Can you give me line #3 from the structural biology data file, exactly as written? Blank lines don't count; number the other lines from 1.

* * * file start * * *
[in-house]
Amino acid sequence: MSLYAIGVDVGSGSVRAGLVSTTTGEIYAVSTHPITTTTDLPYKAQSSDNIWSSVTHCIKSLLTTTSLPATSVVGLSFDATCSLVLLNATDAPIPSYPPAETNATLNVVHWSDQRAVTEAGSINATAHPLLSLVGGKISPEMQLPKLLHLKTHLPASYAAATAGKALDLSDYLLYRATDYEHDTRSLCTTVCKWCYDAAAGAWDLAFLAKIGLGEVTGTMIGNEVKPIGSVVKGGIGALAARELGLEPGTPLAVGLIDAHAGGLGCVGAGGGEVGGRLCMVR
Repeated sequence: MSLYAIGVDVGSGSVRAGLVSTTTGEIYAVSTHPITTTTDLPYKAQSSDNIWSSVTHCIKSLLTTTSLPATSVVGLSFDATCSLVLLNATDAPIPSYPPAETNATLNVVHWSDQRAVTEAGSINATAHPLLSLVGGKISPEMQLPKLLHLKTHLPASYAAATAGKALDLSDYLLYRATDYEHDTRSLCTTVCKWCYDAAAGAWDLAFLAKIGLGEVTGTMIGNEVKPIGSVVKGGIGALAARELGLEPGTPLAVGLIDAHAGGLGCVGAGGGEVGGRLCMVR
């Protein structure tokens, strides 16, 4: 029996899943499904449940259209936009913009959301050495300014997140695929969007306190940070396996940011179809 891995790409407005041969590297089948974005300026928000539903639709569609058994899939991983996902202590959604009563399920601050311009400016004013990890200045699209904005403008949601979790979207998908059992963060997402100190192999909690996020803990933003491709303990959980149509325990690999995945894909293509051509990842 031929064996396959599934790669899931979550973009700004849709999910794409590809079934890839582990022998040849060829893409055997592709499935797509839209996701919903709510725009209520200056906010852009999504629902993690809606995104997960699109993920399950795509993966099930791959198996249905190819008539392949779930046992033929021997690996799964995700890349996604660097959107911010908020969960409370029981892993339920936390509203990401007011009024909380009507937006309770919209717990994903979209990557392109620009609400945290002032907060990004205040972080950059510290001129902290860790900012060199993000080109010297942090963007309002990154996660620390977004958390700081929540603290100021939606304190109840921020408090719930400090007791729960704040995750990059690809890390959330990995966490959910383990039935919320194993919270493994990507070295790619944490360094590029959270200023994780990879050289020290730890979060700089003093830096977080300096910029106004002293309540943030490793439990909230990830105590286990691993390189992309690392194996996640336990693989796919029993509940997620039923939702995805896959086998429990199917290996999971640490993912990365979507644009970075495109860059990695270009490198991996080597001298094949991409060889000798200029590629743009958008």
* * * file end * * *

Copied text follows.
Repeated sequence: MSLYAIGVDVGSGSVRAGLVSTTTGEIYAVSTHPITTTTDLPYKAQSSDNIWSSVTHCIKSLLTTTSLPATSVVGLSFDATCSLVLLNATDAPIPSYPPAETNATLNVVHWSDQRAVTEAGSINATAHPLLSLVGGKISPEMQLPKLLHLKTHLPASYAAATAGKALDLSDYLLYRATDYEHDTRSLCTTVCKWCYDAAAGAWDLAFLAKIGLGEVTGTMIGNEVKPIGSVVKGGIGALAARELGLEPGTPLAVGLIDAHAGGLGCVGAGGGEVGGRLCMVR